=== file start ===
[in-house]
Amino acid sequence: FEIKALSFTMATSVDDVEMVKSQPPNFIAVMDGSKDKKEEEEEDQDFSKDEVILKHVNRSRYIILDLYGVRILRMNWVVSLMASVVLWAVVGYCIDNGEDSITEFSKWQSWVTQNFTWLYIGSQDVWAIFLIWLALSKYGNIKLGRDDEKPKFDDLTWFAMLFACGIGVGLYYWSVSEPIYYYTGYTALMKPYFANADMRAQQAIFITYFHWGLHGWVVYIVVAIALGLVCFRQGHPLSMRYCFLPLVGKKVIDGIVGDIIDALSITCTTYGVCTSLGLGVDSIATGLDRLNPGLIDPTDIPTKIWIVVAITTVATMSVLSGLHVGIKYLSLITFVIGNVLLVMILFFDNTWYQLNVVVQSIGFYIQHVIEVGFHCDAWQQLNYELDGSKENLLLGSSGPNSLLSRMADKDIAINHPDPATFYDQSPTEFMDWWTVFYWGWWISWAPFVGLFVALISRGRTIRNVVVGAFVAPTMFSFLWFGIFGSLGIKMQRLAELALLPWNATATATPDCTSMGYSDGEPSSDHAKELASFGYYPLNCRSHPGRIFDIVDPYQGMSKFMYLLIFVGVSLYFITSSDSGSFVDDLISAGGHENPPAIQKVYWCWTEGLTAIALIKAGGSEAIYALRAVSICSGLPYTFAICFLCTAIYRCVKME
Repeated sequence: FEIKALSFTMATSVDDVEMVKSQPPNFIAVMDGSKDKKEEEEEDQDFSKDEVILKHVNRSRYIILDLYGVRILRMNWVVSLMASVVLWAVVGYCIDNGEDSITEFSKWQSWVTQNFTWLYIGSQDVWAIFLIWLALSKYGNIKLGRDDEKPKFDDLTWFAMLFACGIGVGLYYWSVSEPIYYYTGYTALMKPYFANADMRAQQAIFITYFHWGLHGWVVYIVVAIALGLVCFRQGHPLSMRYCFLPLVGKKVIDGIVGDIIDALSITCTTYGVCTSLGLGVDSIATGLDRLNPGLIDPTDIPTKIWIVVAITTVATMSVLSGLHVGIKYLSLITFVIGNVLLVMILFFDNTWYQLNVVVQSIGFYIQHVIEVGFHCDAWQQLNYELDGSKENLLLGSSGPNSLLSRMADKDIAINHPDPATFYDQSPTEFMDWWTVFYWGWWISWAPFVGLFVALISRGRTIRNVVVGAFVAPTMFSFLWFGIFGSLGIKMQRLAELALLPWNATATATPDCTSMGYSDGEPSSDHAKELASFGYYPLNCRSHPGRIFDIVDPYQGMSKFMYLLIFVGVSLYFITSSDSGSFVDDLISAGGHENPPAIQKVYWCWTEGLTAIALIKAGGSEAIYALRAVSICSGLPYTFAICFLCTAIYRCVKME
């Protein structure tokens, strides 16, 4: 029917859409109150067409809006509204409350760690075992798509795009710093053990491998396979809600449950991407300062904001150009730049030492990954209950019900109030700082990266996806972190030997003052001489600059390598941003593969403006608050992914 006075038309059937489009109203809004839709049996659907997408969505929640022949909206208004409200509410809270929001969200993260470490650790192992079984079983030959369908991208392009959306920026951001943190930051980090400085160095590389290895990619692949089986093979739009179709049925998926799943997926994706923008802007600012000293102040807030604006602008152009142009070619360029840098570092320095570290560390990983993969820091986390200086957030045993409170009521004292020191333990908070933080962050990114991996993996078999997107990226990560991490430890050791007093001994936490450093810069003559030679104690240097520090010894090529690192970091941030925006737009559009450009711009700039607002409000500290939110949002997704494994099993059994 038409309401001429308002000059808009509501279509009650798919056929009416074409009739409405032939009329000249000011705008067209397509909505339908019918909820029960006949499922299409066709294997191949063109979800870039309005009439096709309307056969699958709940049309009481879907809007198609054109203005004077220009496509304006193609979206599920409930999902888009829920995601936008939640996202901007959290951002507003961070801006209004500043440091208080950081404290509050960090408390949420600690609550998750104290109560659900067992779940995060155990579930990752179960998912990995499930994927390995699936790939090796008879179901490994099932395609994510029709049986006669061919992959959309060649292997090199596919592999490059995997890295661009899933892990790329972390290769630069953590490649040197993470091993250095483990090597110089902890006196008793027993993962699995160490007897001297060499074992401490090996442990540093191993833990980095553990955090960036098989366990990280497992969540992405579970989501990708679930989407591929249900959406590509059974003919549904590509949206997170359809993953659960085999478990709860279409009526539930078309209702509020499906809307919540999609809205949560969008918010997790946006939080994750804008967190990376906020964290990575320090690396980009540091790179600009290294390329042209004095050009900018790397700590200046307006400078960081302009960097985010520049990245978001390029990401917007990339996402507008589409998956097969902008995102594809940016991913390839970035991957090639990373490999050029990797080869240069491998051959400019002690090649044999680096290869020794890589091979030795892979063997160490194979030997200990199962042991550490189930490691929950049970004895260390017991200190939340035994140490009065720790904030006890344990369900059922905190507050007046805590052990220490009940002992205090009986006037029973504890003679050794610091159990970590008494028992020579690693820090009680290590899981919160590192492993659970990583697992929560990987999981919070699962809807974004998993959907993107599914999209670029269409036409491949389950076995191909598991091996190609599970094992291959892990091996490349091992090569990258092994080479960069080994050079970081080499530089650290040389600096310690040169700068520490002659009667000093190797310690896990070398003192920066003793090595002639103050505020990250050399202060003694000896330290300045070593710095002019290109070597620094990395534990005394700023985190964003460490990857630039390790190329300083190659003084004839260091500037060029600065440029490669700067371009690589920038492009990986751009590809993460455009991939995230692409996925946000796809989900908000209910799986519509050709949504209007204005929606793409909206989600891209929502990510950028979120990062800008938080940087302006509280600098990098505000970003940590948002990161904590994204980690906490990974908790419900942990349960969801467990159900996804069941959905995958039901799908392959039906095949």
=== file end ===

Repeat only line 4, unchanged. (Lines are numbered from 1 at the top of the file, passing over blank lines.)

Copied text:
């Protein structure tokens, strides 16, 4: 029917859409109150067409809006509204409350760690075992798509795009710093053990491998396979809600449950991407300062904001150009730049030492990954209950019900109030700082990266996806972190030997003052001489600059390598941003593969403006608050992914 006075038309059937489009109203809004839709049996659907997408969505929640022949909206208004409200509410809270929001969200993260470490650790192992079984079983030959369908991208392009959306920026951001943190930051980090400085160095590389290895990619692949089986093979739009179709049925998926799943997926994706923008802007600012000293102040807030604006602008152009142009070619360029840098570092320095570290560390990983993969820091986390200086957030045993409170009521004292020191333990908070933080962050990114991996993996078999997107990226990560991490430890050791007093001994936490450093810069003559030679104690240097520090010894090529690192970091941030925006737009559009450009711009700039607002409000500290939110949002997704494994099993059994 038409309401001429308002000059808009509501279509009650798919056929009416074409009739409405032939009329000249000011705008067209397509909505339908019918909820029960006949499922299409066709294997191949063109979800870039309005009439096709309307056969699958709940049309009481879907809007198609054109203005004077220009496509304006193609979206599920409930999902888009829920995601936008939640996202901007959290951002507003961070801006209004500043440091208080950081404290509050960090408390949420600690609550998750104290109560659900067992779940995060155990579930990752179960998912990995499930994927390995699936790939090796008879179901490994099932395609994510029709049986006669061919992959959309060649292997090199596919592999490059995997890295661009899933892990790329972390290769630069953590490649040197993470091993250095483990090597110089902890006196008793027993993962699995160490007897001297060499074992401490090996442990540093191993833990980095553990955090960036098989366990990280497992969540992405579970989501990708679930989407591929249900959406590509059974003919549904590509949206997170359809993953659960085999478990709860279409009526539930078309209702509020499906809307919540999609809205949560969008918010997790946006939080994750804008967190990376906020964290990575320090690396980009540091790179600009290294390329042209004095050009900018790397700590200046307006400078960081302009960097985010520049990245978001390029990401917007990339996402507008589409998956097969902008995102594809940016991913390839970035991957090639990373490999050029990797080869240069491998051959400019002690090649044999680096290869020794890589091979030795892979063997160490194979030997200990199962042991550490189930490691929950049970004895260390017991200190939340035994140490009065720790904030006890344990369900059922905190507050007046805590052990220490009940002992205090009986006037029973504890003679050794610091159990970590008494028992020579690693820090009680290590899981919160590192492993659970990583697992929560990987999981919070699962809807974004998993959907993107599914999209670029269409036409491949389950076995191909598991091996190609599970094992291959892990091996490349091992090569990258092994080479960069080994050079970081080499530089650290040389600096310690040169700068520490002659009667000093190797310690896990070398003192920066003793090595002639103050505020990250050399202060003694000896330290300045070593710095002019290109070597620094990395534990005394700023985190964003460490990857630039390790190329300083190659003084004839260091500037060029600065440029490669700067371009690589920038492009990986751009590809993460455009991939995230692409996925946000796809989900908000209910799986519509050709949504209007204005929606793409909206989600891209929502990510950028979120990062800008938080940087302006509280600098990098505000970003940590948002990161904590994204980690906490990974908790419900942990349960969801467990159900996804069941959905995958039901799908392959039906095949």